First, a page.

Frankenbunny

Today, friends, I am going to melt your hearts.

Saturday morning a father walked in with his young son. Upon seeing them my first thought is that they were buying a gift for the wife/mother. A gift certificate perhaps.

And then I saw him.

Frankenbunny.

 

 

 

 

The little boy, Augie, was clutching his beloved knit bunny to his chest. You could tell how loved this bunny was by the number of times it had been sewn together. imageThe bunny was wrapped in bandages like a battered soldier coming back from war and the father had reached the limit of his abilities to patch this beloved rabbit. And so, they came to us, with large, beseeching puppy eyes, to ask for our advice and help. (“Help us Obi-yarn, you’re our only hope.”)

Pam immediately saw the urgency of the situation and promised to take on the repair of the bunny. Augie wasn’t entirely convinced about leaving Frankenbunny with us, and his father looked a little frightened by the idea of a bedtime without bunny but eventually they left the store with our promise to work quickly to return Frankenbunny to Augie.

Like a surgeon in an ER, Pam sprang into action. The wounds were extensive. (warning: these pictures are graphic and not for the stuffing sensitive).imageimageimage

Pam was up for the task. She set to work.image

The results were immediate. Now we knew Frankenbunny would make it.imageimageimagePam continued to work on mending Frankenbunny even after she had gone home for the night so that a little boy will be able to have his lovey back as soon as possible, and because that is how Pam rolls. She was able to finish the mending in time to return Frankenbunny to Augie Sunday afternoon. image

Needless to say Augie was thrilled. His dad was floored when Pam told him there would be no charge. She claimed it was a mission of mercy.imageimageDon’t ever let anyone tell you that knitting is not a valuable and necessary skill. As long as there are beloved stuffed animals out there, knitters will be standing by to repair them.image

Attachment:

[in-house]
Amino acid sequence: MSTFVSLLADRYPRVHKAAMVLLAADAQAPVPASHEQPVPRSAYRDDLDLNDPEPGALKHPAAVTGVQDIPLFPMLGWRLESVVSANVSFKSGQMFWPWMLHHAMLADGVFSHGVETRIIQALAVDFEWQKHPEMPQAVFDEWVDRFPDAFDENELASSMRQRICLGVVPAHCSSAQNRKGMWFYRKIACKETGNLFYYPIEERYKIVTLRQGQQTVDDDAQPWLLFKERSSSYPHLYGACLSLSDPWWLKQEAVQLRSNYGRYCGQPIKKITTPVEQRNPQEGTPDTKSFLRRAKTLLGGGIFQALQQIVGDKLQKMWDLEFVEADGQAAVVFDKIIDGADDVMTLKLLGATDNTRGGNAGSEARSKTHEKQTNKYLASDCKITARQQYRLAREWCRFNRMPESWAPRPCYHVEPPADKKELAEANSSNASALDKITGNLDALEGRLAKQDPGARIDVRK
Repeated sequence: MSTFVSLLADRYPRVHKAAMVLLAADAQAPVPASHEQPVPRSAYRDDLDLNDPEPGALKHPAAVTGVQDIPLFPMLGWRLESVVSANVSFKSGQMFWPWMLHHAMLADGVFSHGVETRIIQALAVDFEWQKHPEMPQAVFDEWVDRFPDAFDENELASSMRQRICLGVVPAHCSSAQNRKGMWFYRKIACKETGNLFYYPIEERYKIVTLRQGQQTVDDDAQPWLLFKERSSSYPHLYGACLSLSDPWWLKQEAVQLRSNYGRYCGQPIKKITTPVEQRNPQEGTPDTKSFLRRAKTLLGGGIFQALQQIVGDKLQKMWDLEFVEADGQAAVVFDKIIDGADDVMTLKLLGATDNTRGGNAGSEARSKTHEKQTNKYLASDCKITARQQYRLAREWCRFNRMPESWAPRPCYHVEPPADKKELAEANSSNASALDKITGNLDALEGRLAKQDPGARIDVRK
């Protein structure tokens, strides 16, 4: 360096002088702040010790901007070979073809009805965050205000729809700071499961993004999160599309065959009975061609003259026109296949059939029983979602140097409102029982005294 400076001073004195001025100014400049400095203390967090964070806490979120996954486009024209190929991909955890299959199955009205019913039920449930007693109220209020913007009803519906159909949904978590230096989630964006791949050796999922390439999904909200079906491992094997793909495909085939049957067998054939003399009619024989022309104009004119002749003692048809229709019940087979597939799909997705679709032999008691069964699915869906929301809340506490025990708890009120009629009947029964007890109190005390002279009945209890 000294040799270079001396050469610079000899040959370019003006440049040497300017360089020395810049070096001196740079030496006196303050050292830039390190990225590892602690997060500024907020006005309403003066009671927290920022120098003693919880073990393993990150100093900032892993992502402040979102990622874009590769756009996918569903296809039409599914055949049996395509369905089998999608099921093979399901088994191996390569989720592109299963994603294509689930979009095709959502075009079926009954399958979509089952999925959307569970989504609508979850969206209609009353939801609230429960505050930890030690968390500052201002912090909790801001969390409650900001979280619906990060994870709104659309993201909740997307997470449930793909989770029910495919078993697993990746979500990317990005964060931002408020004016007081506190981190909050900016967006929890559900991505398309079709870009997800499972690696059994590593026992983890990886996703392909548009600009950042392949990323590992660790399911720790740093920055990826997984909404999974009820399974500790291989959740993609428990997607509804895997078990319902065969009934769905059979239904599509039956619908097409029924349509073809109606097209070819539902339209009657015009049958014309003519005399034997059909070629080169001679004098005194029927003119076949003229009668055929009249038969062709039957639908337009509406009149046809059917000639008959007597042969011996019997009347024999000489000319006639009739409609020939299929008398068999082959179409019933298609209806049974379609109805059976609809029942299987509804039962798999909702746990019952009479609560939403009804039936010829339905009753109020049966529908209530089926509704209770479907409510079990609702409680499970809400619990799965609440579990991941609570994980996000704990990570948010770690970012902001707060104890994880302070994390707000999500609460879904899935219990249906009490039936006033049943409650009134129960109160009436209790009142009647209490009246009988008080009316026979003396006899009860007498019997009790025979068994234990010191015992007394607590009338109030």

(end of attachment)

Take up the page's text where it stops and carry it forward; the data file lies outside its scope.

Stopping the Madness

Okay, okay, okay, everyone who knows me knows that I have ADKD: Attention Deficit Knitting Disorder. Every time my knitting friends see me I am off on another project, seduced once again by the lure of another gorgeous yarn, another fabulous project. I am a great proponent of having multiple projects going at the same time. It’s my belief that having multiple projects going keeps you fresh and interested.

But, I am here today, my friends, to admit that I have reached the tipping point. Or maybe the flipping out point is a better description.

So the first step is to admit that I have a problem. Check. Let’s take a tally of said problem shall we? On the needles I have: 4 pairs of socks, 2 pairs of Scandinavian slipper socks, 1 fair isle cowl, 1 regular cowl, 2 tank tops, 1 massive cabled sweater, 3 scarves, 2 hats, 1 pair of mittens and 1 stuffed animal. That’s 18 projects that I can think of OFF THE TOP OF MY HEAD. Who knows what else lurks at the bottom of my knitting baskets (yes, that’s baskets – plural – I have 4 by my designated knitting area). And this certainly doesn’t take into account all the things in my queue that I am dying to start or the things that I have to knit for the store. Oh yeah, and did I forget to mentions that 24 square Great American Aran Afghan KAL. (insert elevated heart rate, short, panicked breaths) Is it any wonder that I have dozens, maybe hundreds of needles?

While I will not stop buying yarn and dreaming of new projects (that is a given), I have reached the point with so many projects that I feel pulled in too many directions to be able to focus on any one thing. So it’s time for some discipline! (Just typing that sent a frisson of fear down my spine).